Tyler Bates, the Los Angeles-based producer whose dark-ambient compositions score the long-awaited movie adaptation of the Watchmen graphic novel, hadn’t read the comic before accepting the gig. He didn’t want to jinx his chances of getting it once he heard that friend and collaborator Zack Snyder (300, Dawn Of The Dead) would be directing the long-awaited film. And once Bates found out would be providing the soundtrack for the cult favorite, new challenges expressed themselves. “To be honest with you, I’m not a real comic geek,” said Bates. “The first time I read it was just understanding when to look at the pictures and then read the bubbles.”
The score he would produce is a propulsive mix of vintage synths, apocalyptic choirs, machine-like pulses and brooding drones — sometimes all at once — in an attempt to capture the feel of the mutated, alternate 1985 where the movie takes place. “Some moments cried out to be supported with more of an ’80s vibe,” he says of tracks like “Edward Blake,” which are infused with classic synths redolent of Jan Hammer, German composer Klaus Doldinger and Leonard Cohen’s synth-infused ’80s output. “But it’s still a contemporized expression of that. I’m not trying to recreate it, it’s the essence. Just like the movie. It’s the essence, not actually the ’80s because Nixon is in office.”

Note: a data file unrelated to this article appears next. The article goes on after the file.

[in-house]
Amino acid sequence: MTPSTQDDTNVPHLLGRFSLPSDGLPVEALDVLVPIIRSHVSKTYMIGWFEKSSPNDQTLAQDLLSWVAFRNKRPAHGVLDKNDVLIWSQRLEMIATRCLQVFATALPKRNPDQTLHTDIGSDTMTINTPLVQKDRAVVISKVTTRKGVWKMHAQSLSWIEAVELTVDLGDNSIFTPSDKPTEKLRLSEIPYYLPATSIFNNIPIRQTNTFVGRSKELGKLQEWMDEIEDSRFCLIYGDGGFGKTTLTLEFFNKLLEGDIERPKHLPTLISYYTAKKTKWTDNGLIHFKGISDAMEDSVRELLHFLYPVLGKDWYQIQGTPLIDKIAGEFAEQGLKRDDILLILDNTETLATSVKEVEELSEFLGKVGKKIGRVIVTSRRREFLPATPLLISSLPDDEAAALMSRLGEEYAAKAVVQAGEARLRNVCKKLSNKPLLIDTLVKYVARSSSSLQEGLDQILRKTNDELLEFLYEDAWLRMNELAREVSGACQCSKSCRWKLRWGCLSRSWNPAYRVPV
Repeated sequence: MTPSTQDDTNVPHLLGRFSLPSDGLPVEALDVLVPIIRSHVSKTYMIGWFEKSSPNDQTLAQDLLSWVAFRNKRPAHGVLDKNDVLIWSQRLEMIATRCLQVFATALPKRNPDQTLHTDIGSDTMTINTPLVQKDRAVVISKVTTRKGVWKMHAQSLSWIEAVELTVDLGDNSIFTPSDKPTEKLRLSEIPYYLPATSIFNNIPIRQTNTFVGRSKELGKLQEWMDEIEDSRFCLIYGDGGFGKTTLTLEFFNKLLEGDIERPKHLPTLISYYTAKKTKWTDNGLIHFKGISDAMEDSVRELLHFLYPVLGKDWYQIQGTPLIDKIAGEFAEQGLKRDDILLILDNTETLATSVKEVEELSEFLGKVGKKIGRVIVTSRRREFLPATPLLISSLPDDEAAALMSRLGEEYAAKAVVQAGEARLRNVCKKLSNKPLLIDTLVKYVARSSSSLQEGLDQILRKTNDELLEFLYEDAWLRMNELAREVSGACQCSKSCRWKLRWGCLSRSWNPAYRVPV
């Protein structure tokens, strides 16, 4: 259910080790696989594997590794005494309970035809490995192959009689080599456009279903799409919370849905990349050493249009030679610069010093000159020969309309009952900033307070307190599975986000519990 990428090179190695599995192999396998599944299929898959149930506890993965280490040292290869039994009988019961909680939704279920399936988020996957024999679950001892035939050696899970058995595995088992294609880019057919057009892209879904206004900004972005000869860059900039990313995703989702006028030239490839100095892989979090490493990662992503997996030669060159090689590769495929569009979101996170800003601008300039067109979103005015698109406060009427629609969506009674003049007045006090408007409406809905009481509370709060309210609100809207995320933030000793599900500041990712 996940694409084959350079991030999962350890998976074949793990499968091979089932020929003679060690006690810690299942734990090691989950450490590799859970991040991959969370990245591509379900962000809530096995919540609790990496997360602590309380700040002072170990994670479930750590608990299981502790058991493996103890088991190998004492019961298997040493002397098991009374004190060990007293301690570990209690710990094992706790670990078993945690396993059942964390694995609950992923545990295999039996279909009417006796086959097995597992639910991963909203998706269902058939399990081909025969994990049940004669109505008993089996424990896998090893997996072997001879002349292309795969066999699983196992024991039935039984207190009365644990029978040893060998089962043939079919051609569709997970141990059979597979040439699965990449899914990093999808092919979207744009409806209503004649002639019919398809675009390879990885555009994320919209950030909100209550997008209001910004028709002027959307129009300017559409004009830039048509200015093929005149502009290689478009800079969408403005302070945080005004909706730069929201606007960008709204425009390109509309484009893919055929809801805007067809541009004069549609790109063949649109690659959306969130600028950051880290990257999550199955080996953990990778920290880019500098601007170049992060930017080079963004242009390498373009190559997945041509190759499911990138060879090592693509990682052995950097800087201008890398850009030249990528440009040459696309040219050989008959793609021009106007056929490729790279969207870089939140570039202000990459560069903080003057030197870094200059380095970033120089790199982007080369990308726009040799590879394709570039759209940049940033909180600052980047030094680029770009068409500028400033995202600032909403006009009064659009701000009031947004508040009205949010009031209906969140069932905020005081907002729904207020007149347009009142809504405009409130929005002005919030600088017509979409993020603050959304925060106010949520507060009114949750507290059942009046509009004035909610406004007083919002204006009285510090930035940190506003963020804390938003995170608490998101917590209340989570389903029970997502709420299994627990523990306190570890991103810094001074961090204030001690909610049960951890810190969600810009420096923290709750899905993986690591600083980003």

Bates, who came up as a rock guitarist in Atlantic-signed hard rock group Pet, says his musical ideas were formed in the 1980s — and even in the orchestral passages in Watchmen, you can hear the influence of post-punk bands like Gang Of Four and Joy Division, and classic metal like Metallica and Slayer. The machine-like pulses meant to underscore the wheels turning inside the vengeance-obsessed brain of Rorshach were influenced by the industrial music he heard growing up in Chicago.
Bates gets to play guitar at the very end of the film, plucking a tender intro to My Chemical Romance’s end-credits cover of Bob Dylan’s “Desolation Row.” After a film packed with ominous wooshes and howling choirs, the mellow “I Love You” comes as as sharp change. “I think [Snyder] wanted the guitar for the sake of its intimacy, and realism. You hear the artifacts of fingers touching the strings and all the noises that come with it,” says Bates, who credits his guitar style to U2 producer Daniel Lanois, Pink Floyd’s David Gilmour, King Crimson’s Robert Fripp and Hungarian jazz guitarist Gábor Szabó.
With the success of 300 and presumably Watchmen, Bates is moving from his current studio, the small guest house behind his Los Angeles home where he recorded most of the score for both movies. Say Bates about the 13′ x 17′ room, “People come in and are like, ‘I cannot believe you did all that stuff from 300 in here. Are you kidding me?'”